A new paper proposes an open-source Python framework for autonomous language agents; think chatbots that can perform more complex tasks and interact with people or system components. The creators hope to enable better performance through more fine-grained control. Full paper and code are available here on arxiv.org.
Telegram's Crypto Capabilities
Telegram the privacy-first chat app, is adding a crypto wallet feature that will allow users to self custody their own digital funds. The wallet will be available globally, except in the US (due to lack of regulatory clarity). Context on SEC's and Telegram's previous legal battles. Telegram has 800 million monthly active users. Some expect Telegram to follow the WeChat playbook to build out an ecosystem of social and financial services.
🗺️ Macro Economics
Job market normalizing - maybe
Job growth is slowing but still steady, with 187,000 new jobs in August. Some think the job market may be returning to pre-pandemic norms (ie lower wages).
Real Estate market getting unstuck?
Hints of hope for homebuyers: Home inventory increased 1.8% in September. 37% of homes on the market have reduced prices, as real estate agents focus on managing buyer & seller expectations.
Notable: Lyn Alden, Matthew Lisiak, and Saifdean Ammous are selling economics books at a new bookstore The Saifhouse which - appropriately - accepts Bitcoin as payment.
Global vs. Local Economics
The Economist is worried about the decline of free market globalization and the rise of what it calls "homeland economics". "Governments are jettisoning the principles that made the world rich" huffs the tagline of this piece Are Free Markets History?
On the other side of the debate, this Bangkok Post op-ed by Antara Haldara offers an intriguing - perhaps premature - obituary of the Chicago School free market economics. The author notes the unsavory origin story of the Chicago School's principles (Pinochet's Chile), and correctly asserts that the free market idea has serious limitations:
- The actions of individuals and firms "routinely deviate from economic rationality"
- "People make decisions with 'bounded rationality' (limited information), 'bounded willpower' (knowing better, but doing something anyway), and...bounded self-interest (showing concern for more than one's own material welfare)"
In other words, a free market is not "all there is" and it certainly is no substitute for values and conscience.
Special Feature for Paying Members
🧭 How to Kindle an Ownership Mindset in Key Stakeholders: A Guide for Change Leaders
Kindling an ownership mindset in key stakeholders and partners can make a profound difference in the success of an initiative, by opening doors to resources, connections, increased influence, and crucial decisions. Having the support and sponsorship of key stakeholders helps to position your team for greater success.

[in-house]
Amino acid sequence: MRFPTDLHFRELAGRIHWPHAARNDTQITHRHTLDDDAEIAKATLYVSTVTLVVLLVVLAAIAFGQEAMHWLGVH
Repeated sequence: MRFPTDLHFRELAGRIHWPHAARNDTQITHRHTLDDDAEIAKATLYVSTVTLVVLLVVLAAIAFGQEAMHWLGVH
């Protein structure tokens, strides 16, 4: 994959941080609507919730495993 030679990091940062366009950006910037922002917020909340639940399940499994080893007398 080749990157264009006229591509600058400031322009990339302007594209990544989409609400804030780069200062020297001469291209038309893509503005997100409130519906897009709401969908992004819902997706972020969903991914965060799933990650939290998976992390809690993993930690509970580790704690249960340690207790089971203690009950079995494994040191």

Cultivating an Ownership Mindset in Non-obligated parties
For many change leaders, connecting with key stakeholders is a challenge:
- These individuals or groups are not typically easy to access.
- These individuals or groups may not initially see themselves as stakeholders or potential partners at all.
Because these parties don't report to you, and aren't bound by a contract or other agreement, they can be the most difficult to reach and align with.
How do you get key stakeholders—who have no direct reporting relationship or obligation to you—invested in your mission?
Let's level set on what's required
Recognize this is an investment
Cultivating an ownership mindset in your key stakeholders requires an investment on your part:
- At the outset of an initiative, it's an investment of time and relationship building so you can ensure that the outcome is clearly understood and cared about by the parties who need to work together to make it happen.
- Throughout the duration of the initiative, it's an ongoing investment to ensure that the ownership mindset is maintained by all of the contributing parties. Cultivating an ownership mindset is a continuous effort.
It is not something that you simply do in the beginning of an initiative and then forget about it
Understand the risk and effort you may be asking stakeholders to take on
When you ask for the involvement and commitment of a stakeholder, it helps for you to be aware of what they may already be involved in, what responsibilities they carry, and what constraints they may have. You also want to have an awareness of the level of effort and level of risk you may be asking them to take on. Typically it is better to start small - asking for small commitments or steps, that allow you to get acquainted and build trust. Then proceed to higher levels of commitment from there.
The following Risk x Effort matrix illustrates a hypothetical path that a stakeholder might take to higher and higher levels of commitment to your cause.
Now that you understand these points, you are ready to learn six tactics that will help you build successful working relationships with key stakeholders.
6 Tactics that will help you kindle an ownership mindset and lasting commitment in your key stakeholders.
Here are the success tactics you can use to kindle an ownership mindset with key stakeholders who have no obligation to help, but could make a significant positive difference if they did.